St Swithun’s CofE Primary School

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About St Swithun’s CofE Primary School

Name St Swithun’s CofE Primary School
Ofsted Inspections
Headteacher Mrs Caroline Knighton
Address Grundy Crescent, Kennington, Oxford, OX1 5PS
Phone Number 01865415105
Phase Primary
Type Voluntary controlled school
Age Range 3-11
Religious Character Church of England
Gender Mixed
Number of Pupils 413
Local Authority Oxfordshire
Highlights from Latest Inspection

What is it like to attend this school?

There is a strong sense of community and togetherness in this friendly church school. Pupils feel secure, included, happy and well cared for.

They have great trust and confidence in the adults around them, so positive relationships flourish.

Leaders expect all pupils, including those with special educational needs and/or disabilities (SEND), to achieve highly. This is reflected in the ambitious curriculum they have put in place.

Leaders have thought carefully about what is important for children to experience in the early years, and how this learning is built on over the coming years. This means all pupils are well prepared for their next stage of learning....r/>
The idea that everyone should be included at this school is shared by both staff and pupils.

Occasionally, when pupils need extra support to learn to manage their behaviour, leaders make sure they get it. Pupils are very clear that no one here tolerates bullying. This means that everyone is able to concentrate on learning, and behaviour is calm and settled.

Assemblies provide pupils with enjoyable and memorable opportunities to perform. This could be playing a musical instrument or getting into costume to bring a Bible story to life.

What does the school do well and what does it need to do better?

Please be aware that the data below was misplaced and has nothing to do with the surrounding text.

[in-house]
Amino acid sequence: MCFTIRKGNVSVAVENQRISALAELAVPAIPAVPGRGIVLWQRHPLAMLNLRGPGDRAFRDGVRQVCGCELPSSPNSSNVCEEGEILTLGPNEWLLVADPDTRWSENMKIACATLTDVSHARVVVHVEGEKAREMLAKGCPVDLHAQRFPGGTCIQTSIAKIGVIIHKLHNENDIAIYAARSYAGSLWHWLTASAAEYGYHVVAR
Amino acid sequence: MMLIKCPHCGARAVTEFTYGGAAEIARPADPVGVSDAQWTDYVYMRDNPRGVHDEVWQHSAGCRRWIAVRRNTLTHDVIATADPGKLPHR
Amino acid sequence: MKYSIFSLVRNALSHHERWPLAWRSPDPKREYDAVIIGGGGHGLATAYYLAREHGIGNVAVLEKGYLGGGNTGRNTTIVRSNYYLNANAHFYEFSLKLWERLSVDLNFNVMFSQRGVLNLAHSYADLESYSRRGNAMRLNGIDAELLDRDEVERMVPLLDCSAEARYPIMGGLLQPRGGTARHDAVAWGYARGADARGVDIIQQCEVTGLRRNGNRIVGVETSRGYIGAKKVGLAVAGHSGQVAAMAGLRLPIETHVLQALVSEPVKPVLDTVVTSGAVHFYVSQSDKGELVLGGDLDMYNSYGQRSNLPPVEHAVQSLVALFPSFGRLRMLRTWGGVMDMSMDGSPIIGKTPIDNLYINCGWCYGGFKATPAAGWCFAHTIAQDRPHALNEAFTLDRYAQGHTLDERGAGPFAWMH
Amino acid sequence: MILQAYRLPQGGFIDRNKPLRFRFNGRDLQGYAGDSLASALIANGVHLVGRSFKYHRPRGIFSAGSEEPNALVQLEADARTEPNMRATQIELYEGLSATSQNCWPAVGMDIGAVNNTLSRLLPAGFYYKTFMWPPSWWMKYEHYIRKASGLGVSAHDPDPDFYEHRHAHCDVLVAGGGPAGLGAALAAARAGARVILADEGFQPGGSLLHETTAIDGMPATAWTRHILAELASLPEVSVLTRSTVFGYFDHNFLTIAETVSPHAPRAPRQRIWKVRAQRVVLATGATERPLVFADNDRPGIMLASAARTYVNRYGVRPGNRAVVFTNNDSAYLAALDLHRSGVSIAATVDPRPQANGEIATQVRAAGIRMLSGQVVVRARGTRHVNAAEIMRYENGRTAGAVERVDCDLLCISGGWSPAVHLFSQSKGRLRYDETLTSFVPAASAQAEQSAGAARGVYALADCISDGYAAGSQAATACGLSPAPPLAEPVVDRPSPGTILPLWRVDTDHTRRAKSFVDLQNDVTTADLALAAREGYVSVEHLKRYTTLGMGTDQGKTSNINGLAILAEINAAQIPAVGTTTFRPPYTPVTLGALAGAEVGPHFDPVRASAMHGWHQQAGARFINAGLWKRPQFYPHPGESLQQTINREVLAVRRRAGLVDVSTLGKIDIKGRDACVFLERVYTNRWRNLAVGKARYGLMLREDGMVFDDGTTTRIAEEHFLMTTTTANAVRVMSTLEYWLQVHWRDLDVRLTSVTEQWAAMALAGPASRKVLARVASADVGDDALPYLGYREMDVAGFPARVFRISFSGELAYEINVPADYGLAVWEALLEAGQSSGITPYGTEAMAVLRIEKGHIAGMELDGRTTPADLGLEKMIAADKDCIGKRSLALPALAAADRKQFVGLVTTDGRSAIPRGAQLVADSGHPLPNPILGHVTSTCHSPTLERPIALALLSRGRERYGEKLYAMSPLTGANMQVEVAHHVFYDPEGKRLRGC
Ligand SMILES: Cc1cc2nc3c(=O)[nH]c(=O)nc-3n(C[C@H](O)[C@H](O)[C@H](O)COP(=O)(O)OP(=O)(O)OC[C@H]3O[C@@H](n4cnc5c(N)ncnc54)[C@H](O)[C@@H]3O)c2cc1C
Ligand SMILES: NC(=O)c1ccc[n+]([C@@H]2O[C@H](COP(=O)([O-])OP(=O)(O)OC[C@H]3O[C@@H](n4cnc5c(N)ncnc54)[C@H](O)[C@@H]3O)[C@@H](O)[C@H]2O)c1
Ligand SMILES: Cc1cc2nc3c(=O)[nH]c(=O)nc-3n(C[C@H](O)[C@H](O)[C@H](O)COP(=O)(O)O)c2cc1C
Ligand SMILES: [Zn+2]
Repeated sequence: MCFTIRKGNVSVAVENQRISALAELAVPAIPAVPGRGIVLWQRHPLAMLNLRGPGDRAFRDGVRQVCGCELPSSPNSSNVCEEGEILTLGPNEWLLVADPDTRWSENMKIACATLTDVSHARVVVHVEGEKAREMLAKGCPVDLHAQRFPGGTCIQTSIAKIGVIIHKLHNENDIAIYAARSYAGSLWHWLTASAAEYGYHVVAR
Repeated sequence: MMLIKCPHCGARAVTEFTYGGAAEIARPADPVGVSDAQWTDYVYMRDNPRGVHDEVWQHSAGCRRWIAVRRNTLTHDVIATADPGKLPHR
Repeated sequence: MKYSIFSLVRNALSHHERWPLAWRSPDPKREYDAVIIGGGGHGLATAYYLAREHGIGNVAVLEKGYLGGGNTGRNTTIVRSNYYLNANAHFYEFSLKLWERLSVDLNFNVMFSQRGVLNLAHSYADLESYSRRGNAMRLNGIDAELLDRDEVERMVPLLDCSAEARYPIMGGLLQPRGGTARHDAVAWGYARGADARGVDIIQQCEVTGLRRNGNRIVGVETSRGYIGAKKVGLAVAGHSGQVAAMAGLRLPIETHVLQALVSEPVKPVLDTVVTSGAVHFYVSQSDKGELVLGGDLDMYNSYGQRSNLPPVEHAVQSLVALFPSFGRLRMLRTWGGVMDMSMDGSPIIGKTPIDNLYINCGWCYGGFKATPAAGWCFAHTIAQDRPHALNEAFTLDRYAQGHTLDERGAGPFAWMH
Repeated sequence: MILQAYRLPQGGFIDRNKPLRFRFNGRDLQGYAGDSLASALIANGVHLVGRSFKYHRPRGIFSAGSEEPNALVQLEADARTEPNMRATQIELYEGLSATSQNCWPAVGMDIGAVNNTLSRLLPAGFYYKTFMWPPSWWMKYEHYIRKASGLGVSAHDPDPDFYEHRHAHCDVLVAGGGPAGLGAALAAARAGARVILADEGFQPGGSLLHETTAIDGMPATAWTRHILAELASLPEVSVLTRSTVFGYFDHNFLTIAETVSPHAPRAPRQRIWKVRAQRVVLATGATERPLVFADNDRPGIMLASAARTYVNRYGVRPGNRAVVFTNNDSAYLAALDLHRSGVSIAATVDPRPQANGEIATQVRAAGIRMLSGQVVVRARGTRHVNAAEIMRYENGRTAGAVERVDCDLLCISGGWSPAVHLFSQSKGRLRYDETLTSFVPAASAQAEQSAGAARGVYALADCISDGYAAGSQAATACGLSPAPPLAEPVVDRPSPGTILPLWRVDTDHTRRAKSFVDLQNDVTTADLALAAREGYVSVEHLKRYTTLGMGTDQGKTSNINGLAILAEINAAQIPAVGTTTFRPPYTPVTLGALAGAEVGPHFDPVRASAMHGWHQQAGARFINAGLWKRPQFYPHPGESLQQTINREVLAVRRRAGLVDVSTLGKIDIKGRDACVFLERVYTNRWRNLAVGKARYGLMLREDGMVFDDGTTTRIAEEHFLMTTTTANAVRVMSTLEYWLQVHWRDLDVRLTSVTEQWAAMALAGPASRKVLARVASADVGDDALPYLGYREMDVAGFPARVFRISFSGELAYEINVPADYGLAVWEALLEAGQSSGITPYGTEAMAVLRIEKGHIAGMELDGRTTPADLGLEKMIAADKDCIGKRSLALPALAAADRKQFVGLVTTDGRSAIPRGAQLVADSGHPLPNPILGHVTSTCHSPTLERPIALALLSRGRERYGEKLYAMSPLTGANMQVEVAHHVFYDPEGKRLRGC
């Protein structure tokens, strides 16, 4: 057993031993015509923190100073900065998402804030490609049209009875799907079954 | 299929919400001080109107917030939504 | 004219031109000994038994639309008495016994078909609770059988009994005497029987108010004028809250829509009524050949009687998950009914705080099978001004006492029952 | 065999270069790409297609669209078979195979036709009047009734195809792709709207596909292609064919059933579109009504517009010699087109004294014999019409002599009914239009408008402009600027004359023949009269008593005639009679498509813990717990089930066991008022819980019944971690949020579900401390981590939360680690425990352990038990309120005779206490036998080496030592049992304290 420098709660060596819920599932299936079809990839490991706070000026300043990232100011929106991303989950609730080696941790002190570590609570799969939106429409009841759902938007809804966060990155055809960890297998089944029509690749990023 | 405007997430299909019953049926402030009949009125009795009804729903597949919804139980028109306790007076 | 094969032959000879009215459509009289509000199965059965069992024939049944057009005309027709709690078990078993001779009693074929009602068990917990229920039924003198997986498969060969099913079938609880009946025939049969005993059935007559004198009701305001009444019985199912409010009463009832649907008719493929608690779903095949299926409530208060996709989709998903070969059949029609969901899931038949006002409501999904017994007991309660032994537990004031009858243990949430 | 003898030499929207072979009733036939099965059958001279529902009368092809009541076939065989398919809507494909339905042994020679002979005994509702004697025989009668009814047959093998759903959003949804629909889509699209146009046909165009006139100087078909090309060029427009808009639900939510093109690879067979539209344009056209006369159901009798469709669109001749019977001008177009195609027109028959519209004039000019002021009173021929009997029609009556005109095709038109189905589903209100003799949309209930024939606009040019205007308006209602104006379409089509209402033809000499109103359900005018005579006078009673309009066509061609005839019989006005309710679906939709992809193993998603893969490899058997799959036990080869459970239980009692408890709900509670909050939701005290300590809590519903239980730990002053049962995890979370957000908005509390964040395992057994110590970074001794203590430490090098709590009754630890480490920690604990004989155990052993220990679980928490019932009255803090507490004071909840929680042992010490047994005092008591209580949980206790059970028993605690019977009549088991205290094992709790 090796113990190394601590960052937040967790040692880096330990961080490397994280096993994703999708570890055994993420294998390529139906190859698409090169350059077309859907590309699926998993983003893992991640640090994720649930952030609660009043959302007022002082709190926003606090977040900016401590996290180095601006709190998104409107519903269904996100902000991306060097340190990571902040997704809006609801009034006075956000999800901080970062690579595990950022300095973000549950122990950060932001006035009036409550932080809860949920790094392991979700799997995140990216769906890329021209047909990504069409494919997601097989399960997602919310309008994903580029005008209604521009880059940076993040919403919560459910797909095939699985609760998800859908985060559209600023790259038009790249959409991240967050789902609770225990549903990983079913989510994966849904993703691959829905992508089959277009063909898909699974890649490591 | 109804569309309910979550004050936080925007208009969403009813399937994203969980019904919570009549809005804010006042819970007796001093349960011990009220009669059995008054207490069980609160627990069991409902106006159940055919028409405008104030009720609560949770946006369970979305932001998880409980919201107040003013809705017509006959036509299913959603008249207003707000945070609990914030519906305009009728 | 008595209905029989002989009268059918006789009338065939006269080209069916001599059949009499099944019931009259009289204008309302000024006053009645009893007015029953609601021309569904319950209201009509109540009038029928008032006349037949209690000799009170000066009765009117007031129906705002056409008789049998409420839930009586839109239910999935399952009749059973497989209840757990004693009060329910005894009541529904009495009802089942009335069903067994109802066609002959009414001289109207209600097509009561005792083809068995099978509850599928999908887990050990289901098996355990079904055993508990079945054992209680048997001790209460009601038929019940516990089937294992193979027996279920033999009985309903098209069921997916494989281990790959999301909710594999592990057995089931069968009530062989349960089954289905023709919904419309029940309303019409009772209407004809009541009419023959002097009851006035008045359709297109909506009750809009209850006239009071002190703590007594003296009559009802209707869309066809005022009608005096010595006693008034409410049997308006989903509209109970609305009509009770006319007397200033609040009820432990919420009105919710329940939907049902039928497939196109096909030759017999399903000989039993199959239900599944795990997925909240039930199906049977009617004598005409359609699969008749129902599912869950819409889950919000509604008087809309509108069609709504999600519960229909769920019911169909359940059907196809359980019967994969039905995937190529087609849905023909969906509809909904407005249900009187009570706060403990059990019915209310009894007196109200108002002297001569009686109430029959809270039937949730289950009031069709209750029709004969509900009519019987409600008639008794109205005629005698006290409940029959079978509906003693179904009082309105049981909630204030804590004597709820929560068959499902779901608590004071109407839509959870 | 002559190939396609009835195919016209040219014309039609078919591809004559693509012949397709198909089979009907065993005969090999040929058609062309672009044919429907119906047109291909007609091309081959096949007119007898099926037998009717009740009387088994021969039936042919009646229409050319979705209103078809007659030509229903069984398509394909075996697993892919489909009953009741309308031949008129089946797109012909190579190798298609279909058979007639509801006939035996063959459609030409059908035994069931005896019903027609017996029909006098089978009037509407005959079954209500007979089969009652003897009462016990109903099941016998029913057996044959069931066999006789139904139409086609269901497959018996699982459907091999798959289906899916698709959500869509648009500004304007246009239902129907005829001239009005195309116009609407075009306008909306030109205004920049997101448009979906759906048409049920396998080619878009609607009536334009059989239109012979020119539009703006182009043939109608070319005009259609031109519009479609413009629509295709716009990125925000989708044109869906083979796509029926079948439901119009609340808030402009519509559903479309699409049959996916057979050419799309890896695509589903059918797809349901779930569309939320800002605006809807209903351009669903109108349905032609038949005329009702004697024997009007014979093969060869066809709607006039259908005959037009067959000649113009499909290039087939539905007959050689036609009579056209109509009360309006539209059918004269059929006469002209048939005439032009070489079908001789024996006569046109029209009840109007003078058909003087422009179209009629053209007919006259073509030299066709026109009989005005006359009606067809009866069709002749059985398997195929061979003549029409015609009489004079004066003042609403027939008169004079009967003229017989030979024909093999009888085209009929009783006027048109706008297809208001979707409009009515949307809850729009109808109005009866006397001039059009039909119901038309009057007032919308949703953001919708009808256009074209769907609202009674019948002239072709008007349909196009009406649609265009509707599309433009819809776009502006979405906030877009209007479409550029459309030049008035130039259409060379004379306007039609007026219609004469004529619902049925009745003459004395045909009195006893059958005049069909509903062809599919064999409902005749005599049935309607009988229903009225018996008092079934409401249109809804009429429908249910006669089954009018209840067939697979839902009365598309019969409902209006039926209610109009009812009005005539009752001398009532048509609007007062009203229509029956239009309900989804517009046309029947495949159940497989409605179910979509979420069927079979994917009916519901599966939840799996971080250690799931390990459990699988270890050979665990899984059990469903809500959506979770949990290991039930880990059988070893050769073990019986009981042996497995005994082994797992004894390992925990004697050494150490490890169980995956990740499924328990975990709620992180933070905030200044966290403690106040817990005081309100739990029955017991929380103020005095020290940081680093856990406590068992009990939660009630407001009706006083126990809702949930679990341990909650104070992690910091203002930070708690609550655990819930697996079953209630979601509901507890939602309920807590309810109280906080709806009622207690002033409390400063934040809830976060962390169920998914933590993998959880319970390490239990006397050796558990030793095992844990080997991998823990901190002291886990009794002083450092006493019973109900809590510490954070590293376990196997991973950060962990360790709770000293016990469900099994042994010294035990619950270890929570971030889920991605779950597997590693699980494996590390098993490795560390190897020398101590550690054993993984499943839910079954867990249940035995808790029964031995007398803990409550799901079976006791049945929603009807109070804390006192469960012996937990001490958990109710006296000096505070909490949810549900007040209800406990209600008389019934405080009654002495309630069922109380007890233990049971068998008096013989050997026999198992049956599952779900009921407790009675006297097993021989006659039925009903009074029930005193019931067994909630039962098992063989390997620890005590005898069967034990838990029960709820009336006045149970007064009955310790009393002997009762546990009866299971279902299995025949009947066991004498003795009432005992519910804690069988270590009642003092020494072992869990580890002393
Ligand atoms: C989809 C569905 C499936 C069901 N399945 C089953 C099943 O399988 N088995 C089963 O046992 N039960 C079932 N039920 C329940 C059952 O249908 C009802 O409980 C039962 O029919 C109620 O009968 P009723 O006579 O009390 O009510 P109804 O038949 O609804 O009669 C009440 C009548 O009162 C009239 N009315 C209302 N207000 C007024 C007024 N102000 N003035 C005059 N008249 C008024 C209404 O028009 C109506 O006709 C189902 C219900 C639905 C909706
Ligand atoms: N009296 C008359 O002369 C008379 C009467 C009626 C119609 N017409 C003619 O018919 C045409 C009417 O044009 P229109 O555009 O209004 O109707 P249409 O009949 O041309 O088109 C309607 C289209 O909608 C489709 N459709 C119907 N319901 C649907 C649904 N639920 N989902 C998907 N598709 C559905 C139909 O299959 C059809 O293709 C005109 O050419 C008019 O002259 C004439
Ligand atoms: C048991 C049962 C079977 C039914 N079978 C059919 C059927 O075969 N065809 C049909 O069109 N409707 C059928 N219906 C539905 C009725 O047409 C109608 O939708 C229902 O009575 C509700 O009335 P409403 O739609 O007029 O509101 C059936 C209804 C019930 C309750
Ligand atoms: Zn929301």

Children get off to a very strong start in the early years.

In the nursery and through into Reception year, they are provided with well-planned activities which invite them into play and learning. The skilled adults seize every opportunity to promote learning and develop children's curiosity. They patiently teach children how to share and take turns.

This helps children to cooperate on problem-solving or creative tasks, such as the new 'woodwork workshop'. Adults sensitively provide appropriate additional support for those children who need it both to overcome barriers to learning and to extend opportunities where children show they have a talent.

Building on these foundations, leaders have put in place a clearly organised curriculum.

Detailed plans across all subject areas are well ordered. They clearly outline the key knowledge that pupils need to know. Subject leaders have had some training to develop their expertise.

They are passionate about what they aspire for all pupils to achieve. In the foundation subjects, however, there is not yet a clear process in place for teachers to check which parts of the curriculum pupils have learned and remembered. This means that some gaps in learning may go unnoticed.

Staff are equally ambitious for pupils with SEND to achieve highly. Identification of any additional needs is prioritised, and leaders collaborate with specialists and families to put appropriate provision in place. Pupil profile plans detail the additional strategies some pupils need so that staff can support their success.